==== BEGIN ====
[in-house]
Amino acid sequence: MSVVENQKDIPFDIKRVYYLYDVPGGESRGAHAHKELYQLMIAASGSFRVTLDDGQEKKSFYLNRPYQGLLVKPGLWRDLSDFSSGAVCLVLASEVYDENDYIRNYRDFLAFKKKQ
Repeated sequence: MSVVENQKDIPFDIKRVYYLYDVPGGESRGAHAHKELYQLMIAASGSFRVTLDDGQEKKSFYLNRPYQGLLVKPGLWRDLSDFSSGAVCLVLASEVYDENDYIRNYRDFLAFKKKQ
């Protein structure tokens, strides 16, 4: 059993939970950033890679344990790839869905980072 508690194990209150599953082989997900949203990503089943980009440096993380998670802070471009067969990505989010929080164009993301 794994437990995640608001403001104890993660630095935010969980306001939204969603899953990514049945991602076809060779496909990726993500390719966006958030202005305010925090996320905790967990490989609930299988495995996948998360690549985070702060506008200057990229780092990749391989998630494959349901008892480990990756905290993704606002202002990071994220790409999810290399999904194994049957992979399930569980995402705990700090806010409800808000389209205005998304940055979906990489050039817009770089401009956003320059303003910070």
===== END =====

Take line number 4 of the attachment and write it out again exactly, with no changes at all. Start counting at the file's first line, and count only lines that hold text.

């Protein structure tokens, strides 16, 4: 059993939970950033890679344990790839869905980072 508690194990209150599953082989997900949203990503089943980009440096993380998670802070471009067969990505989010929080164009993301 794994437990995640608001403001104890993660630095935010969980306001939204969603899953990514049945991602076809060779496909990726993500390719966006958030202005305010925090996320905790967990490989609930299988495995996948998360690549985070702060506008200057990229780092990749391989998630494959349901008892480990990756905290993704606002202002990071994220790409999810290399999904194994049957992979399930569980995402705990700090806010409800808000389209205005998304940055979906990489050039817009770089401009956003320059303003910070």